Tuesday, November 15, 2011

Teaching Your Child Self-Control

by Marian Andrews, M.S.W., LCSW, Certified Parent Coach

Children are not born with self-control. In fact, as babies they communicate by crying and they learn to expect someone to know what their needs are and take care of them. As a child becomes mobile, he begins moving from dependence on others to care for him to ultimate independence with the ability to do things and care for himself. However the road to independence is paved with frustration. Children begin to learn very quickly that they frequently don't get what they want, when they want it, and how they want it. Children often become frustrated very easily and they don't know how to communicate their feelings.

As parents, it is our job to teach our kids life skills that make them independent. Self-control and the ability to communicate their feelings appropriately are two of the most important life skills that we can teach our children. A child is naturally frustrated and often communicates that frustration in inappropriate ways. As parents, it is our job to teach our children what is acceptable behavior and how to handle his frustration. One of the concrete ways we begin that process of learning self-control is to tell our children "no" and "wait". As parents, we have to assume the job of being the one to say no or to say wait and then we have to enforce that we mean what we say. In this culture, we often become more concerned about not making our children “unhappy" rather than teaching them to handle the words “no” and “wait.” If we focus primarily on keeping our children “happy," we rob them of learning the critical life skill of self-control.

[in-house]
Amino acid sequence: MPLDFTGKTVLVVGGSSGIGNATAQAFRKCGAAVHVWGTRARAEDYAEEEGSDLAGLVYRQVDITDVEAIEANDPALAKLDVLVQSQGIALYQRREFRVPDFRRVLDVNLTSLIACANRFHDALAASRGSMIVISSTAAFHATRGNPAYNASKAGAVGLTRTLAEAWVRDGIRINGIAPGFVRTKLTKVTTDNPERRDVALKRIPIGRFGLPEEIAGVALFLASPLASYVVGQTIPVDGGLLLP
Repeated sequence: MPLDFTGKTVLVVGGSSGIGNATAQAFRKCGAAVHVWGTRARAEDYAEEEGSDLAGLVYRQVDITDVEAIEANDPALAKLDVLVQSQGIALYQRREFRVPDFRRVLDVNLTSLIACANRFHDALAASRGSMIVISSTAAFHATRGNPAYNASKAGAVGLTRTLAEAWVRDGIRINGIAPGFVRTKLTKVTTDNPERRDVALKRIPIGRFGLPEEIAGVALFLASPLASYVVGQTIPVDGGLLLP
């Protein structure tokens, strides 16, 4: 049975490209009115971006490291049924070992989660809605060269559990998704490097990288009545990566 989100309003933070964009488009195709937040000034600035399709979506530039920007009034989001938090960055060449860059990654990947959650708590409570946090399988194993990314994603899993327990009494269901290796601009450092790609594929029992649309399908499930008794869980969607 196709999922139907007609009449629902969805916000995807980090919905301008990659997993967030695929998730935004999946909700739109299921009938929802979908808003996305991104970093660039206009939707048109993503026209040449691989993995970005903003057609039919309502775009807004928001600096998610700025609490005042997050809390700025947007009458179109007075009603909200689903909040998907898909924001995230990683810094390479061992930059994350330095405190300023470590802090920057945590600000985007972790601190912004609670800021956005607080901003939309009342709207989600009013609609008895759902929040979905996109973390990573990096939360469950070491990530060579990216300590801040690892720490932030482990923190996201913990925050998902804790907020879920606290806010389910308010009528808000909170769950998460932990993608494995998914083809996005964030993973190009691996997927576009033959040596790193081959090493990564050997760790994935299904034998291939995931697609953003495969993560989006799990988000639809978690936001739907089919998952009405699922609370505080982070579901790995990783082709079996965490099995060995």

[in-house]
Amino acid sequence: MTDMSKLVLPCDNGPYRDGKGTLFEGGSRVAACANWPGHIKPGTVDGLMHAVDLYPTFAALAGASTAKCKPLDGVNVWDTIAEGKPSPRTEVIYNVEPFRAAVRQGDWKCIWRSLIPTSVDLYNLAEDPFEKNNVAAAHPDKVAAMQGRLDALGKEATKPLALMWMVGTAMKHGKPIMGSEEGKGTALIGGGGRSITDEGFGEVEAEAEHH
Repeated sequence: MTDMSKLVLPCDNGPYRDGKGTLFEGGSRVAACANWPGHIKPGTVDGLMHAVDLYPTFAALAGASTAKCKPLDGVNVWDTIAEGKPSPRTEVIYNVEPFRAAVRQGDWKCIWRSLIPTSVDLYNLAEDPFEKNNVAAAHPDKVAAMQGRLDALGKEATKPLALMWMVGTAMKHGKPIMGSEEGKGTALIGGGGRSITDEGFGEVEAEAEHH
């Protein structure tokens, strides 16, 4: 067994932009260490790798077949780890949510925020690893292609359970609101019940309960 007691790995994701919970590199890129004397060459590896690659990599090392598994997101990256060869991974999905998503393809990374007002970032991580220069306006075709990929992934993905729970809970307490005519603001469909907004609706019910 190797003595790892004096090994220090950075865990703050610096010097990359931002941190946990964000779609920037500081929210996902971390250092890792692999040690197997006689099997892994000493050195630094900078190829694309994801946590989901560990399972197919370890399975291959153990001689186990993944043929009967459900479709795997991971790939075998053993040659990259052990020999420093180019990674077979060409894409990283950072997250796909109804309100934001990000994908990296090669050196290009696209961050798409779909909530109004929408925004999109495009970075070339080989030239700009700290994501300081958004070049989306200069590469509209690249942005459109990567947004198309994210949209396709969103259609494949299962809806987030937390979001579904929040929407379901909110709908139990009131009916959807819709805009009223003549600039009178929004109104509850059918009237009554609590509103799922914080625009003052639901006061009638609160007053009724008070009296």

As parents we teach our children first and primarily by modeling self-controlled behavior. As our child's frustration level builds, we want them to take time to get control and express their emotions with appropriate voices and behavior. Therefore it is important that as we set appropriate limits for our children, we take a moment to be in control and speak in a calm, even tempered voice that communicates that we mean business. It is important that we give clear and concrete guidelines for what we want them to do and that we maintain control ourselves while we do that. We must be willing to follow through with consequences if our child's behavior is inappropriate so that they will learn to trust that we mean what we say.